Conserving our woods

Dan Billington, Ranger Dan Billington Ranger

The largest job our Ranger team have been tackling recently, was the clear felling of an area of mixed woodland for its replanting with native broadleaf this coming winter.

The plantation was planted approximately 50 years ago with a mixture of Conifers and Oak trees. At that time forestry practice was to plant three rows of oak and then three rows of conifer, then oak, and so on. This was to help to ‘force’ the growth of the oak trees. As all trees grew up to the light the idea was that the faster growing conifers on either side of the oak sections would shade the light reaching the oaks and cause only the area above the oaks to have clear sunlight, and therefore encourage the oaks to grow up, straight, to that light. This use of trees planted alongside oaks to assist their growth if often called a ‘nurse crop’

Unfortunately, due to Dutch Elm Disease that struck the estate hard in the 70s and 80s, this planting was somewhat neglected as the time and manpower on the estate was put to use dealing with the effects of the Dutch Elm Disease; which saw the infection, felling and removal of over quarter of a million Elm trees from across the Buscot & Coleshill Estates.

In the case of the plantation, this lack of aftercare led to the woodland not being thinned - meaning the better trees being identified and the not so good ones being removed to allow more light and growing room for those better ones. Due to this lack of management not only were the nurse crop not thinned to stop them over shading the oaks too much, but also the oaks themselves were not managed so they grew very close together and created too much shade, causing poor growth or failure to the entire crop of trees. Other trees, that were not originally planted, have seeded and grown across the site, mainly Ash and Sycamore, and these also added to that ‘overgrown’ state of the plantation.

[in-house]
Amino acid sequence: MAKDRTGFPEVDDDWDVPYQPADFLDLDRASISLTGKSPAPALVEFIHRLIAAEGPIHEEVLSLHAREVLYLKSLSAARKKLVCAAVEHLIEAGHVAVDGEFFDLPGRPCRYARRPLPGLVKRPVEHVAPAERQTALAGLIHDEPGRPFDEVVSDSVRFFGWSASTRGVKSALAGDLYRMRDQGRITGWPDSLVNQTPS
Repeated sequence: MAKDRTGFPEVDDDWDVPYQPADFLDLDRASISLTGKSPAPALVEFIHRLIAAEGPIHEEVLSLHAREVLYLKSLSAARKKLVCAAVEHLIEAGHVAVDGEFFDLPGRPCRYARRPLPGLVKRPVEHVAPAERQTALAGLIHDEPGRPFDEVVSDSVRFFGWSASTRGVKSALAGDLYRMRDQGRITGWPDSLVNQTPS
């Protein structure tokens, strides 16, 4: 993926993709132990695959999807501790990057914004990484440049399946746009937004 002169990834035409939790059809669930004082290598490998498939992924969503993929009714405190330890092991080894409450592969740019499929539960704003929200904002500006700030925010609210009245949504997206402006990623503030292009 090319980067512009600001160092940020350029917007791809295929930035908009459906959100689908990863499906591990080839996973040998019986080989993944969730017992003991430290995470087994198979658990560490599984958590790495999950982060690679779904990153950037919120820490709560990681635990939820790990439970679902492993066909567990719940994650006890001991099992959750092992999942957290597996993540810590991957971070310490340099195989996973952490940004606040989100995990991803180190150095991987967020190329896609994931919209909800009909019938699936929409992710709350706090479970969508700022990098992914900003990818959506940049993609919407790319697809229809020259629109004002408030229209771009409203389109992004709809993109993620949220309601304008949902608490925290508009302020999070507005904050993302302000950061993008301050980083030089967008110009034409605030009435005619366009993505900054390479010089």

To clear the site of trees for felling our Rangers have felled the trees with chainsaws and the tractors have been used to extract some of the usable timber, whilst the brash (cut off branches) has been burnt to keep the ground clear for tree planting in the winter. 

As there is a fire wood fueled heating system (Biomass) at our National Trust offices and buildings at Coleshill the wood does not go to waste. The vast majority of the trees are measured and cut into six ft lengths and then collected by a tractor and timber trailer and taken to be stacked to dry at the woodland ride sides (a ride is an access track through the woodland). Once there, it is left to dry for about a year before it will be cut and split for firewood to fuel the boiler. It will then be stacked undercover for another year until it is nice and dry and ready to be burnt. This way our forestry works help to heat our offices, which we feel is a great way of making use of a renewable resource of fuel on our site and reduces our need for using non- renewable fuels such as gas and oil.

We do also aim to leave some piles of timber behind to rot down as deadwood and we will also be leaving a few of the trees that have died as standing deadwood to help provide some much needed habitat for insects and bugs and some useful features for birds such as Woodpeckers and Owls, who could make use of an occasional perch until the newly planted trees have grown to an appropriate size for this.

Milled seasoned timber

The planting of the site should take place this coming winter, and it is likely we will be planting a mixture of native broadleaf trees typical to this part of the country, which will include a mixture of Oak, Beech and Hornbeam.

Look out for updates this winter as the new plantings begin and the new plantation begins to take shape.

Felled trees on the woodland rides